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Life Is Never Scripted

It's hard when a family member gets sick. It's even harder when the sickness isn't physical. Emma Wunsch has us longing for The Movie Version of life.

Life Is Never Scripted

BOOK REPORT for The Movie Version by Emma Wunsch

Cover Story: Paperback Disappointment
Drinking Buddy: Reefer Madness
Testosterone Estrogen Level: Limp
Talky Talk: Stigma (Spoiler alert)
Bonus Factors: The Movie Version
Bromance Status: That Cautionary Tale Kid

Cover Story: Paperback Disappointment

The cover is okay, kind of an artsy version of Meals driving Toby's car. So of course they had to go full giant teen face on the paperback edition:

The Deal:

Amelia 'Meals' Anderson isn't the popular, high flyer in her family. She's never had a boyfriend, never been the cool one, and doesn't even have her driver's license. Her older brother, Toby, however, has it all. A very popular stoner and musician, he attracts followers without trying, can flirt his way out of a parking ticket, and succeeds at whatever wild scheme he comes up with. He loves quoting movies and hanging out with his sister.

But something's wrong. Lately, Toby seems just a little...off. He smokes way too much dope. Gets angry and sullen. Disappears for longs stretches. Takes things he reads in books a little too seriously.

Just what's wrong? Can Meals help? And is it time she stopped living in her brother's shadow?

Drinking Buddy: Reefer Madness

Toby has kind of a Ferris Bueller vibe going on: he's so cool and fun, it's easy to forget that he just kind of sits around smoking dope and making plans. In fact, he smokes so much that when his behavior starts becoming erratic, I was expecting a big anti-drug lecture. He borrows money from Meals, who worked all summer, but never pays it back. He's a nice guy, but he has a dark, selfish side.

Meals, on the other hand, has no real personality. She kind of views herself in relationship to her friends, her brother, and her new boyfriend. It's only when Toby is out of the picture does Meals start thinking for herself.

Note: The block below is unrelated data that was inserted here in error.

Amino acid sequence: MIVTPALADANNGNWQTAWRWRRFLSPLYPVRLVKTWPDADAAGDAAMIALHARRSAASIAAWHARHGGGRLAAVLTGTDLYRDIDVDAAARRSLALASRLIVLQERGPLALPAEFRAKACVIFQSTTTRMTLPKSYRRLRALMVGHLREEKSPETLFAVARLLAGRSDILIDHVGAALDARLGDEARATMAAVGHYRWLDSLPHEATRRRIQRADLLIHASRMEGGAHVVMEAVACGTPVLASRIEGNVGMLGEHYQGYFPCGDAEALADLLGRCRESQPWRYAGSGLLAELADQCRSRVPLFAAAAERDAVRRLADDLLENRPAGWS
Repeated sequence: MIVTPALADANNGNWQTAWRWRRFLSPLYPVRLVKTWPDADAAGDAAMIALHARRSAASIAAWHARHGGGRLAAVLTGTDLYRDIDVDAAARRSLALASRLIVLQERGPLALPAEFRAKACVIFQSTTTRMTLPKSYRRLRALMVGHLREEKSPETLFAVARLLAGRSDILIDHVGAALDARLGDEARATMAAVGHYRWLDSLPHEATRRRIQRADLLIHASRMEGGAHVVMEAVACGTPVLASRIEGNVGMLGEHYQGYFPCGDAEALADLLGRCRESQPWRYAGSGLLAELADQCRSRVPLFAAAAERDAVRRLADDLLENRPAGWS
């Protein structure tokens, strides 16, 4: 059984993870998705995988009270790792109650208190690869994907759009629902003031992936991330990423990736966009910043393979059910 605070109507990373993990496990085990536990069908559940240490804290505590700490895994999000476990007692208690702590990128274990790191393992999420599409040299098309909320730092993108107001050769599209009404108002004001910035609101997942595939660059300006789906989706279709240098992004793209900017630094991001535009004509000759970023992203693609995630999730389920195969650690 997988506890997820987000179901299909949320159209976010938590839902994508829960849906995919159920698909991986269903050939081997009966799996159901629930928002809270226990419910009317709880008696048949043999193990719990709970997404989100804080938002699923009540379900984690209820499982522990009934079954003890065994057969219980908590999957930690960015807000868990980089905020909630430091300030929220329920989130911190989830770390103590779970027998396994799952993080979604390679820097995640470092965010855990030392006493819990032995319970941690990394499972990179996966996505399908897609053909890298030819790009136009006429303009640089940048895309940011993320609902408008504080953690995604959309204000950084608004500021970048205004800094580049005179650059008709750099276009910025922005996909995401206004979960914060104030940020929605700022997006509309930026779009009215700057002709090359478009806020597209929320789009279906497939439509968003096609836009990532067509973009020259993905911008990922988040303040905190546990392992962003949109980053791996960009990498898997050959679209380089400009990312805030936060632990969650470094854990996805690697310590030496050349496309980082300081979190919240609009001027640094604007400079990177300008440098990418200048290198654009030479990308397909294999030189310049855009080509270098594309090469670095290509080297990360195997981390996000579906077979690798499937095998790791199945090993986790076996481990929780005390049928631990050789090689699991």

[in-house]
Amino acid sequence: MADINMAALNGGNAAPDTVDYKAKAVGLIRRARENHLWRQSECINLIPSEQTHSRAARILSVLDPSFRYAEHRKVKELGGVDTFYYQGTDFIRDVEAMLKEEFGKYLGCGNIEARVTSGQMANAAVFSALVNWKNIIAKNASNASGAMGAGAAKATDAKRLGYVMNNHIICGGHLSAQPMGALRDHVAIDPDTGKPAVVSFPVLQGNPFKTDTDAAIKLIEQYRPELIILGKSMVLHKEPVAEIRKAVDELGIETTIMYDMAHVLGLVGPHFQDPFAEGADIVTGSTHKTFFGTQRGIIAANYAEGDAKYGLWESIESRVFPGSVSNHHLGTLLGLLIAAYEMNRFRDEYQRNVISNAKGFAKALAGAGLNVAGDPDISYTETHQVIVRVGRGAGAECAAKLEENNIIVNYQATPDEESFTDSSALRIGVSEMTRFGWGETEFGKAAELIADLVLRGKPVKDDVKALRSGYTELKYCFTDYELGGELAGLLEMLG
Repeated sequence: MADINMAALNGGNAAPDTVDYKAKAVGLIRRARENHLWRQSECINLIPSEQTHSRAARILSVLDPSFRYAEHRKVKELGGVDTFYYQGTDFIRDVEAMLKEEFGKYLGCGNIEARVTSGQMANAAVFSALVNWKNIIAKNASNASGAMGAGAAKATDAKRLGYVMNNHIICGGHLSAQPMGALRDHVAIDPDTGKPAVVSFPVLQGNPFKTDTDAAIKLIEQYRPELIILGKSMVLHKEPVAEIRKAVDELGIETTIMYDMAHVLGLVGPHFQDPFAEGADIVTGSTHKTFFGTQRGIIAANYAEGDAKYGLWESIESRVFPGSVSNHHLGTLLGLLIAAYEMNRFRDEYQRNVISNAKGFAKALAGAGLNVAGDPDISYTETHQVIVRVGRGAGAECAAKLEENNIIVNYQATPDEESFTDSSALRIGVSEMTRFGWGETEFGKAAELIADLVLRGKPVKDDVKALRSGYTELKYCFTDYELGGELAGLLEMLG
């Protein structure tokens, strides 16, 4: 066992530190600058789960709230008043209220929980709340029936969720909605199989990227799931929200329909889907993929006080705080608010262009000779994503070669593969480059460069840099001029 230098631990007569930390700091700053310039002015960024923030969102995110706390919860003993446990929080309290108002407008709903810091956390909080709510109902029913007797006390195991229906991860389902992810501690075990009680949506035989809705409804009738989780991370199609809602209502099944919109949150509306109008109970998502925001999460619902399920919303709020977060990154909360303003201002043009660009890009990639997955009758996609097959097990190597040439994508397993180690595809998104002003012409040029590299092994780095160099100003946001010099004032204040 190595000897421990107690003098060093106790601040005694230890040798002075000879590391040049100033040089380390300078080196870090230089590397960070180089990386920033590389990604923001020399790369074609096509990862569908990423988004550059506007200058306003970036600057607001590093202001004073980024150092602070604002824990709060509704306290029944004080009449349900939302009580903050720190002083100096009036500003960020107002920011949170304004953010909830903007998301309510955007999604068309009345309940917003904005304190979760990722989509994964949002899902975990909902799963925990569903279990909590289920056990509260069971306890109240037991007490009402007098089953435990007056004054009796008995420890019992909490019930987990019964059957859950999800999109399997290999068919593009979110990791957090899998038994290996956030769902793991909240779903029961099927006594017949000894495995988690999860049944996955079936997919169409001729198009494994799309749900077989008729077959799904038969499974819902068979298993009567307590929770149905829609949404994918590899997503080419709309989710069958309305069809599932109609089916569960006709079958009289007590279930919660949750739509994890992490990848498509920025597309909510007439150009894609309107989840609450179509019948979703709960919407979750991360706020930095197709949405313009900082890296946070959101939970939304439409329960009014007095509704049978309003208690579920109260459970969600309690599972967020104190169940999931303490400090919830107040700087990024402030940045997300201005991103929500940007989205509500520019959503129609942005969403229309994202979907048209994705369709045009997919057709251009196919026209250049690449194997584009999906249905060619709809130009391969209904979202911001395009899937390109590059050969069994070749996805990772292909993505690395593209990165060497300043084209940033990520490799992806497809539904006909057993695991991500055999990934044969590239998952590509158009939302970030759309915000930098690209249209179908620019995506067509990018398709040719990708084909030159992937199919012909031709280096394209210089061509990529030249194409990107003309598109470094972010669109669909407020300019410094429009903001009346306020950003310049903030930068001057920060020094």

I liked 'em, but I wouldn't go out of my way to hang with them, if you know what I'm saying.

Testosterone Estrogen Level: Limp

Meals lands a boyfriend in nearby New York City. And his name is Epstein Boffee-Barnes. Seriously. That's the most adorable boyfriend name in all of YA. And he fits it: big ears, hipster, unfailingly caring. Meals kind of freaks out. Is this guy, who lives a couple of hours away, really her boyfriend? You can't flat out ask something like that.

Unfortunately, the couple has zero chemistry. When Meals and Epstein sleep together for the first time (and it's Meals's first time ever), it reads like a how-to manual. When writing sex scenes in YA, you either have to go full on John Green and give us all the details, or do the Truman Show fade to black. Your readers need more than a paragraph when your awkward, virginal character does the deed for the first time.

On top of this, when Toby starts having his breakdown, Meals kind of ghosts Epstein. It's understandable that Meals wouldn't want to date during this crisis, but when the reader finds themselves sympathizing for the guy the heroine dumped, you might want to rethink things.

Talky Talk: Stigma (Spoiler alert)

When Toby has a major breakdown, he's hospitalized. And then comes the frightening diagnosis: Toby has schizophrenia. After a disastrous attempt to keep him living at home, the family has Toby institutionalized.

Meals is devastated. Who is this crazy boy who took the place of her wonderful older brother? How can the family explain this to her two elementary-age brothers? And what will she tell her friends and the people at school?

Mental illness is kind of a stigma. Meals understands that if Toby had cancer or kidney failure or something, she could rally Toby's friends in support. But how does one say 'Toby has trouble distinguishing between reality and things he reads in books? Funny story, he thinks the Eye of Sauron is real.'

When a rumor starts that Toby teamed up with Paul McCartney to go perform for the troops in Afghanistan...she kind of lets it go at that.

And even well meaning people can be hard to deal with. When Epstein starts reading up on mental illness, Meals is kind of offended. Epstein must think Toby is some kind of fruitcake. How could he understand that he's so much more than that?

Bonus Factors: The Movie Version

Both Toby and Meals are total film buffs. Before Toby's illness, he and Amelia liked to discuss 'The Movie Version': how scenes would play out in an ideal cinematic universe, where everything is perfect. It's only when Toby has to go away that Meals realizes you can't always hide behind the silver screen. Maybe it's time that Meals starts playing the leading role in her own life.

Bromance Status: That Cautionary Tale Kid

Kind of preachy, and without the most likeable of characters, I still enjoyed reading you. You really made me think...but I enjoyed you anyway.

FTC Full Disclosure: I received neither money nor the extended director's cut of Kubrick's greatest works on Blu-ray for writing this review.

Brian Katcher's photo About the Author: Brian Katcher wrote his first YA novel when he was down and out in Mexico. He now lives in Missouri with his wonderful wife and daughter. He divides his time between writing and working as a school librarian. Brian still misses the preachy YA books of the eighties.